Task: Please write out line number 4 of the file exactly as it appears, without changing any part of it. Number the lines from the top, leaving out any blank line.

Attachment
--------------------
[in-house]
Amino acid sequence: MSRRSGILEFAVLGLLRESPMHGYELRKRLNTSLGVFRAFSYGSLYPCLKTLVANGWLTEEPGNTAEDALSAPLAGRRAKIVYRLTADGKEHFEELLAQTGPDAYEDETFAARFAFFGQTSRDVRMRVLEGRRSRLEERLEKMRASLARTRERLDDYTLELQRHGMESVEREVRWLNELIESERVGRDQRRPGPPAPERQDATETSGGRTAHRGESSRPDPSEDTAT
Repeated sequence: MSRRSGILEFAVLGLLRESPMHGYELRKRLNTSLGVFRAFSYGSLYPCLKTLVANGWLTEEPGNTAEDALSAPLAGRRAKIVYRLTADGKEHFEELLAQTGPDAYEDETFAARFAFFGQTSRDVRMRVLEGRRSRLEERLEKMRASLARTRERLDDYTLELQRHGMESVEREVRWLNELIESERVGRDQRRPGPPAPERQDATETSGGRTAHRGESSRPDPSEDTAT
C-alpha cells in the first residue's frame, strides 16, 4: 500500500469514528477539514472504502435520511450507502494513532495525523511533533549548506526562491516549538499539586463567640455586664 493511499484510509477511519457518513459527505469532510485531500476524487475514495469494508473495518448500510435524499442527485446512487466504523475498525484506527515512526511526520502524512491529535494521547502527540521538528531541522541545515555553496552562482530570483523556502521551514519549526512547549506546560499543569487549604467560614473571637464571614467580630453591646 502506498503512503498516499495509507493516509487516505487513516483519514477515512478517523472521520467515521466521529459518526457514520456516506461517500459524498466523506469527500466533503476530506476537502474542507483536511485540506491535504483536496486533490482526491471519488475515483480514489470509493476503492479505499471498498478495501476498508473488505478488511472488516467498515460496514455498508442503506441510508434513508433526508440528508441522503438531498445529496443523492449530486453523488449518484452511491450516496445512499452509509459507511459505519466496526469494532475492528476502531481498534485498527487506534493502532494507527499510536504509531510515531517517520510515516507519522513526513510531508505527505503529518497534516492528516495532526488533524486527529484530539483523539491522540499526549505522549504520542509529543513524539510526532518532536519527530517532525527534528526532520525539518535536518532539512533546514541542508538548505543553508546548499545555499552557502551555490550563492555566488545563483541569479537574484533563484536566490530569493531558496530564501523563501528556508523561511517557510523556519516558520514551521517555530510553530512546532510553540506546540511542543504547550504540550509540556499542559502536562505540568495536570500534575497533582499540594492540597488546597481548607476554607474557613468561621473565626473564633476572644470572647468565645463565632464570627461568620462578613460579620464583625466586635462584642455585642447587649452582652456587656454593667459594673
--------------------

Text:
C-alpha cells in the first residue's frame, strides 16, 4: 500500500469514528477539514472504502435520511450507502494513532495525523511533533549548506526562491516549538499539586463567640455586664 493511499484510509477511519457518513459527505469532510485531500476524487475514495469494508473495518448500510435524499442527485446512487466504523475498525484506527515512526511526520502524512491529535494521547502527540521538528531541522541545515555553496552562482530570483523556502521551514519549526512547549506546560499543569487549604467560614473571637464571614467580630453591646 502506498503512503498516499495509507493516509487516505487513516483519514477515512478517523472521520467515521466521529459518526457514520456516506461517500459524498466523506469527500466533503476530506476537502474542507483536511485540506491535504483536496486533490482526491471519488475515483480514489470509493476503492479505499471498498478495501476498508473488505478488511472488516467498515460496514455498508442503506441510508434513508433526508440528508441522503438531498445529496443523492449530486453523488449518484452511491450516496445512499452509509459507511459505519466496526469494532475492528476502531481498534485498527487506534493502532494507527499510536504509531510515531517517520510515516507519522513526513510531508505527505503529518497534516492528516495532526488533524486527529484530539483523539491522540499526549505522549504520542509529543513524539510526532518532536519527530517532525527534528526532520525539518535536518532539512533546514541542508538548505543553508546548499545555499552557502551555490550563492555566488545563483541569479537574484533563484536566490530569493531558496530564501523563501528556508523561511517557510523556519516558520514551521517555530510553530512546532510553540506546540511542543504547550504540550509540556499542559502536562505540568495536570500534575497533582499540594492540597488546597481548607476554607474557613468561621473565626473564633476572644470572647468565645463565632464570627461568620462578613460579620464583625466586635462584642455585642447587649452582652456587656454593667459594673